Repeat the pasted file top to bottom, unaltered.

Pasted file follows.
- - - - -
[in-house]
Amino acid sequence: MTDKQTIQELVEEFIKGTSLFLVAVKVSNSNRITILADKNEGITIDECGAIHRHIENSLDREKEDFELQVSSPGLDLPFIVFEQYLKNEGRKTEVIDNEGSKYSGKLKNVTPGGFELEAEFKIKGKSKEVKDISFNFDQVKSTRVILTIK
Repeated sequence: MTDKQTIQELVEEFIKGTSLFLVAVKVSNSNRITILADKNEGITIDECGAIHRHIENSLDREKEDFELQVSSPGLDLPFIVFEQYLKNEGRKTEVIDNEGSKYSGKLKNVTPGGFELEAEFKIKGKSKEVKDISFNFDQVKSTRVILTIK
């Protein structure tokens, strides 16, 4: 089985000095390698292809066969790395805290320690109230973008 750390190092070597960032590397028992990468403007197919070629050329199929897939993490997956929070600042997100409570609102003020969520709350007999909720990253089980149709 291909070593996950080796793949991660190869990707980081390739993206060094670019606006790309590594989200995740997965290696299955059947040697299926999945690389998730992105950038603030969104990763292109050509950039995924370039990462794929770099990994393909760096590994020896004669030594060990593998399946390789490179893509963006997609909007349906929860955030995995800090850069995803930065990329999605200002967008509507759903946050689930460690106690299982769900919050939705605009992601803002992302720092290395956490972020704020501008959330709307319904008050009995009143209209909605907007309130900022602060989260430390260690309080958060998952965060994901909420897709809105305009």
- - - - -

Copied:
[in-house]
Amino acid sequence: MTDKQTIQELVEEFIKGTSLFLVAVKVSNSNRITILADKNEGITIDECGAIHRHIENSLDREKEDFELQVSSPGLDLPFIVFEQYLKNEGRKTEVIDNEGSKYSGKLKNVTPGGFELEAEFKIKGKSKEVKDISFNFDQVKSTRVILTIK
Repeated sequence: MTDKQTIQELVEEFIKGTSLFLVAVKVSNSNRITILADKNEGITIDECGAIHRHIENSLDREKEDFELQVSSPGLDLPFIVFEQYLKNEGRKTEVIDNEGSKYSGKLKNVTPGGFELEAEFKIKGKSKEVKDISFNFDQVKSTRVILTIK
């Protein structure tokens, strides 16, 4: 089985000095390698292809066969790395805290320690109230973008 750390190092070597960032590397028992990468403007197919070629050329199929897939993490997956929070600042997100409570609102003020969520709350007999909720990253089980149709 291909070593996950080796793949991660190869990707980081390739993206060094670019606006790309590594989200995740997965290696299955059947040697299926999945690389998730992105950038603030969104990763292109050509950039995924370039990462794929770099990994393909760096590994020896004669030594060990593998399946390789490179893509963006997609909007349906929860955030995995800090850069995803930065990329999605200002967008509507759903946050689930460690106690299982769900919050939705605009992601803002992302720092290395956490972020704020501008959330709307319904008050009995009143209209909605907007309130900022602060989260430390260690309080958060998952965060994901909420897709809105305009």